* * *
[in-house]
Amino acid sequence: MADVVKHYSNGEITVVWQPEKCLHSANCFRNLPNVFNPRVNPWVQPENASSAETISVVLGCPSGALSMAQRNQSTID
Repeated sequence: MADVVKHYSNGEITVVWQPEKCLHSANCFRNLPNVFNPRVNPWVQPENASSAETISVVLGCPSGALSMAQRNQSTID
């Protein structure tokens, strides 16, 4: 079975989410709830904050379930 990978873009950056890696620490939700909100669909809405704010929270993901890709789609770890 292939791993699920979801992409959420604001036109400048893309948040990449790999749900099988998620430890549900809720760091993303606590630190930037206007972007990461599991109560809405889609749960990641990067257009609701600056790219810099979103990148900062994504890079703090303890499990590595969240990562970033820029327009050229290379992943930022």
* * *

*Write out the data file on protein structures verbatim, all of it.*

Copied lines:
[in-house]
Amino acid sequence: MADVVKHYSNGEITVVWQPEKCLHSANCFRNLPNVFNPRVNPWVQPENASSAETISVVLGCPSGALSMAQRNQSTID
Repeated sequence: MADVVKHYSNGEITVVWQPEKCLHSANCFRNLPNVFNPRVNPWVQPENASSAETISVVLGCPSGALSMAQRNQSTID
């Protein structure tokens, strides 16, 4: 079975989410709830904050379930 990978873009950056890696620490939700909100669909809405704010929270993901890709789609770890 292939791993699920979801992409959420604001036109400048893309948040990449790999749900099988998620430890549900809720760091993303606590630190930037206007972007990461599991109560809405889609749960990641990067257009609701600056790219810099979103990148900062994504890079703090303890499990590595969240990562970033820029327009050229290379992943930022």